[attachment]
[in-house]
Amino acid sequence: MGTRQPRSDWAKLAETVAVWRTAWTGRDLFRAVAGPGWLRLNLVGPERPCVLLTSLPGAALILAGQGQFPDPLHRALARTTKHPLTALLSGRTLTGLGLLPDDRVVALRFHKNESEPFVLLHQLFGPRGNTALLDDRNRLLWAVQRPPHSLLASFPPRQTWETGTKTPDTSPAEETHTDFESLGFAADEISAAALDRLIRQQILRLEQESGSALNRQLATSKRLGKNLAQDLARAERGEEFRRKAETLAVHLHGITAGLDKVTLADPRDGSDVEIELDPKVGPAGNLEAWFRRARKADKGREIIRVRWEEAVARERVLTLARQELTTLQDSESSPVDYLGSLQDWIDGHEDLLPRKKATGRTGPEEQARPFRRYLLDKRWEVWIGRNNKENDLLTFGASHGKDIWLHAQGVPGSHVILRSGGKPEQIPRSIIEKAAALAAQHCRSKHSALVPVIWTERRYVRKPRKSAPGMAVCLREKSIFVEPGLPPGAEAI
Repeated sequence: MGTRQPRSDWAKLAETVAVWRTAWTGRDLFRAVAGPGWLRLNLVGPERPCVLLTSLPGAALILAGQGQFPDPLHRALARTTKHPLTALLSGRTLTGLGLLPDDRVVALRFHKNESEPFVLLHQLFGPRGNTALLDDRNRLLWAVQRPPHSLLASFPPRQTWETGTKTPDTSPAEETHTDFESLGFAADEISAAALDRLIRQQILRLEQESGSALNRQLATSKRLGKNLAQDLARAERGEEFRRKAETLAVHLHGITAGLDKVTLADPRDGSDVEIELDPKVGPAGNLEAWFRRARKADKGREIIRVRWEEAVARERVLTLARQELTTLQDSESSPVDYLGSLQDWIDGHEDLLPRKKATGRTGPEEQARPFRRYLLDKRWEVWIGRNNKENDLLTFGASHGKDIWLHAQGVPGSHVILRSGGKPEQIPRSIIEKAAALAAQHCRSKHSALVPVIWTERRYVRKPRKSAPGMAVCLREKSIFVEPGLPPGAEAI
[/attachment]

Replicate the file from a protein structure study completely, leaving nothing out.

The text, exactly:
[in-house]
Amino acid sequence: MGTRQPRSDWAKLAETVAVWRTAWTGRDLFRAVAGPGWLRLNLVGPERPCVLLTSLPGAALILAGQGQFPDPLHRALARTTKHPLTALLSGRTLTGLGLLPDDRVVALRFHKNESEPFVLLHQLFGPRGNTALLDDRNRLLWAVQRPPHSLLASFPPRQTWETGTKTPDTSPAEETHTDFESLGFAADEISAAALDRLIRQQILRLEQESGSALNRQLATSKRLGKNLAQDLARAERGEEFRRKAETLAVHLHGITAGLDKVTLADPRDGSDVEIELDPKVGPAGNLEAWFRRARKADKGREIIRVRWEEAVARERVLTLARQELTTLQDSESSPVDYLGSLQDWIDGHEDLLPRKKATGRTGPEEQARPFRRYLLDKRWEVWIGRNNKENDLLTFGASHGKDIWLHAQGVPGSHVILRSGGKPEQIPRSIIEKAAALAAQHCRSKHSALVPVIWTERRYVRKPRKSAPGMAVCLREKSIFVEPGLPPGAEAI
Repeated sequence: MGTRQPRSDWAKLAETVAVWRTAWTGRDLFRAVAGPGWLRLNLVGPERPCVLLTSLPGAALILAGQGQFPDPLHRALARTTKHPLTALLSGRTLTGLGLLPDDRVVALRFHKNESEPFVLLHQLFGPRGNTALLDDRNRLLWAVQRPPHSLLASFPPRQTWETGTKTPDTSPAEETHTDFESLGFAADEISAAALDRLIRQQILRLEQESGSALNRQLATSKRLGKNLAQDLARAERGEEFRRKAETLAVHLHGITAGLDKVTLADPRDGSDVEIELDPKVGPAGNLEAWFRRARKADKGREIIRVRWEEAVARERVLTLARQELTTLQDSESSPVDYLGSLQDWIDGHEDLLPRKKATGRTGPEEQARPFRRYLLDKRWEVWIGRNNKENDLLTFGASHGKDIWLHAQGVPGSHVILRSGGKPEQIPRSIIEKAAALAAQHCRSKHSALVPVIWTERRYVRKPRKSAPGMAVCLREKSIFVEPGLPPGAEAI